by Andrew P. Napolitano
Earlier this week, Republican leaders in both houses of Congress took the FBI to task for its failure to be transparent. In the House, it was apparently necessary to serve a subpoena on an FBI agent to obtain what members of Congress want to see; and in the Senate, the chairman of the Judiciary Committee accused the FBI itself of lawbreaking.
Here is the back story.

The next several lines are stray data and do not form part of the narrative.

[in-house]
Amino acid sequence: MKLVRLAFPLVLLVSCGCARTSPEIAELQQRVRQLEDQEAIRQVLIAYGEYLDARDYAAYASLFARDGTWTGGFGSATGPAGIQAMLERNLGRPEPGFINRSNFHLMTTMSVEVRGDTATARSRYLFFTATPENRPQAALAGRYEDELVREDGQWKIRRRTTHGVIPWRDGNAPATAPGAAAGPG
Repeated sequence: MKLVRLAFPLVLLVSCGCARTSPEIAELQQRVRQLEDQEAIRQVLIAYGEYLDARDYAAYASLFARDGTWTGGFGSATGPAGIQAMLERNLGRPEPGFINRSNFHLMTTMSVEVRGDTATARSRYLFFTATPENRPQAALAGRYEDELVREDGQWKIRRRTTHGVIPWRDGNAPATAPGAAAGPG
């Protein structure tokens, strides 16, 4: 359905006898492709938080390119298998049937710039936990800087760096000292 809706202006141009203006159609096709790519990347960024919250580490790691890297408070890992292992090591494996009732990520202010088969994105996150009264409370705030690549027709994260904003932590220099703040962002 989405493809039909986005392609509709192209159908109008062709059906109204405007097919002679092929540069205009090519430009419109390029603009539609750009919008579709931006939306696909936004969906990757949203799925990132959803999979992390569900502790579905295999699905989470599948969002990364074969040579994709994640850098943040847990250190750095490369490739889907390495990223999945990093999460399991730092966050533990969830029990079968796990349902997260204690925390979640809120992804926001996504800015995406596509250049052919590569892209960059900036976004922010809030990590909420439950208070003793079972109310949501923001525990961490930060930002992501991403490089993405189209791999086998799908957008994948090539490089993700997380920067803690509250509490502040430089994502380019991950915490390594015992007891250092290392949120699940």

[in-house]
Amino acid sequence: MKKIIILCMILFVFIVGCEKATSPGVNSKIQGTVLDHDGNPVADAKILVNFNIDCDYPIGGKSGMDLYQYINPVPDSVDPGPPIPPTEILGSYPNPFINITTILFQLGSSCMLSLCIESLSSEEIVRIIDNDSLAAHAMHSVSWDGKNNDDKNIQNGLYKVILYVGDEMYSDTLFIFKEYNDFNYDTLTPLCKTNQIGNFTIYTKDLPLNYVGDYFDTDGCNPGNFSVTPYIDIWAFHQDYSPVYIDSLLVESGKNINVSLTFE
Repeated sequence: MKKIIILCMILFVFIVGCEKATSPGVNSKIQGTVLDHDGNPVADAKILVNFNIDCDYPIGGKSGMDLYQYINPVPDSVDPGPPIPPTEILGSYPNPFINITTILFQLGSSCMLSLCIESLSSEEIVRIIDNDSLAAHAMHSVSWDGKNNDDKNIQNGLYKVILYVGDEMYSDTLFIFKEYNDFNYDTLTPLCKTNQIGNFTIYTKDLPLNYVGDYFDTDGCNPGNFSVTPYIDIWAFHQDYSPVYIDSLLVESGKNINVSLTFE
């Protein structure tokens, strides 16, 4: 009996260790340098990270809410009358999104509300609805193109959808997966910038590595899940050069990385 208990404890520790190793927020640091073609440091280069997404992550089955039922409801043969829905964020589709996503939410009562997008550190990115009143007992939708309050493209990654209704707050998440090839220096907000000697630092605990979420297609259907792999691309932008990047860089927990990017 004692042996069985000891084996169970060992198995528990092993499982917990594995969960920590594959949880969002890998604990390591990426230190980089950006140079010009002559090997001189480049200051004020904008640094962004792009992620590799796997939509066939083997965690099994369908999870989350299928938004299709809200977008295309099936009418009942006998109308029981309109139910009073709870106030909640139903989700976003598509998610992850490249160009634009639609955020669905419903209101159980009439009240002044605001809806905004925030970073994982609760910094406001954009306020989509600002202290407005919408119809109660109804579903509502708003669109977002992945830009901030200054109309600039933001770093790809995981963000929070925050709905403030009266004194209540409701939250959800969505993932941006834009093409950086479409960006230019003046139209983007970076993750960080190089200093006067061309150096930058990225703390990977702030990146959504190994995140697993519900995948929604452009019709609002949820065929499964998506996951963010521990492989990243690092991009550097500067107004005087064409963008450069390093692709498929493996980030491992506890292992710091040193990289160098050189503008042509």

Ever since FBI Director James Comey announced on July 5 he was recommending that the Department of Justice not seek charges against former Secretary of State Hillary Clinton as a result of her failure to safeguard state secrets during her time in office, many in Congress have had a nagging feeling that this was a political, not a legal, decision. The publicly known evidence of Clinton’s recklessness and willful failure to safeguard secrets was overwhelming. The evidence of her lying under oath about whether she returned all her work-related emails that she had taken from the State Department was profound and incontrovertible.